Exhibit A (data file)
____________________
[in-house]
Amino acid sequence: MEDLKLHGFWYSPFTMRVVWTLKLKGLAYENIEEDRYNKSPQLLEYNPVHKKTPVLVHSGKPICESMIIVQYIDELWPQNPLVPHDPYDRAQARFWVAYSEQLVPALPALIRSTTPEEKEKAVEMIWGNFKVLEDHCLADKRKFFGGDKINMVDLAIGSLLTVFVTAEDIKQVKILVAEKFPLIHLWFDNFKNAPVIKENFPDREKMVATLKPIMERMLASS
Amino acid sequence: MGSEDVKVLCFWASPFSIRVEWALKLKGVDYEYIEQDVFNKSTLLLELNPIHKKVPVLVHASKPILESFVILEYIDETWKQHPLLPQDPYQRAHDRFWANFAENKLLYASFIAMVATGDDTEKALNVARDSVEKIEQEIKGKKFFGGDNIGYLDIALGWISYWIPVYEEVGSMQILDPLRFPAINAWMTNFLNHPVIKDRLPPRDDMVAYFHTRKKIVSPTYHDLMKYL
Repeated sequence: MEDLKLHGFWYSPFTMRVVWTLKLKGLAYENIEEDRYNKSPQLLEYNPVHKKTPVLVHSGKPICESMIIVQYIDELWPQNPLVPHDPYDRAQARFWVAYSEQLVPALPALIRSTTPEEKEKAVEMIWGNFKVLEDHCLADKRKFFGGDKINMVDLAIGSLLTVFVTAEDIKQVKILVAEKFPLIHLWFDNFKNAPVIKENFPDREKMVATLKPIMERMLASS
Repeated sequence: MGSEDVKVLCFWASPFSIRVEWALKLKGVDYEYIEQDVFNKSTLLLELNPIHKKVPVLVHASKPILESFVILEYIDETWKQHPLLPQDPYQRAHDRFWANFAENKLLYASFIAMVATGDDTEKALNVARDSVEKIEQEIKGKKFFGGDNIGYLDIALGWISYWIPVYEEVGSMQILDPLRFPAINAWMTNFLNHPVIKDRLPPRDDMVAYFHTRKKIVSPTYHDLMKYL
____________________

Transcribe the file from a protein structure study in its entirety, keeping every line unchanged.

[in-house]
Amino acid sequence: MEDLKLHGFWYSPFTMRVVWTLKLKGLAYENIEEDRYNKSPQLLEYNPVHKKTPVLVHSGKPICESMIIVQYIDELWPQNPLVPHDPYDRAQARFWVAYSEQLVPALPALIRSTTPEEKEKAVEMIWGNFKVLEDHCLADKRKFFGGDKINMVDLAIGSLLTVFVTAEDIKQVKILVAEKFPLIHLWFDNFKNAPVIKENFPDREKMVATLKPIMERMLASS
Amino acid sequence: MGSEDVKVLCFWASPFSIRVEWALKLKGVDYEYIEQDVFNKSTLLLELNPIHKKVPVLVHASKPILESFVILEYIDETWKQHPLLPQDPYQRAHDRFWANFAENKLLYASFIAMVATGDDTEKALNVARDSVEKIEQEIKGKKFFGGDNIGYLDIALGWISYWIPVYEEVGSMQILDPLRFPAINAWMTNFLNHPVIKDRLPPRDDMVAYFHTRKKIVSPTYHDLMKYL
Repeated sequence: MEDLKLHGFWYSPFTMRVVWTLKLKGLAYENIEEDRYNKSPQLLEYNPVHKKTPVLVHSGKPICESMIIVQYIDELWPQNPLVPHDPYDRAQARFWVAYSEQLVPALPALIRSTTPEEKEKAVEMIWGNFKVLEDHCLADKRKFFGGDKINMVDLAIGSLLTVFVTAEDIKQVKILVAEKFPLIHLWFDNFKNAPVIKENFPDREKMVATLKPIMERMLASS
Repeated sequence: MGSEDVKVLCFWASPFSIRVEWALKLKGVDYEYIEQDVFNKSTLLLELNPIHKKVPVLVHASKPILESFVILEYIDETWKQHPLLPQDPYQRAHDRFWANFAENKLLYASFIAMVATGDDTEKALNVARDSVEKIEQEIKGKKFFGGDNIGYLDIALGWISYWIPVYEEVGSMQILDPLRFPAINAWMTNFLNHPVIKDRLPPRDDMVAYFHTRKKIVSPTYHDLMKYL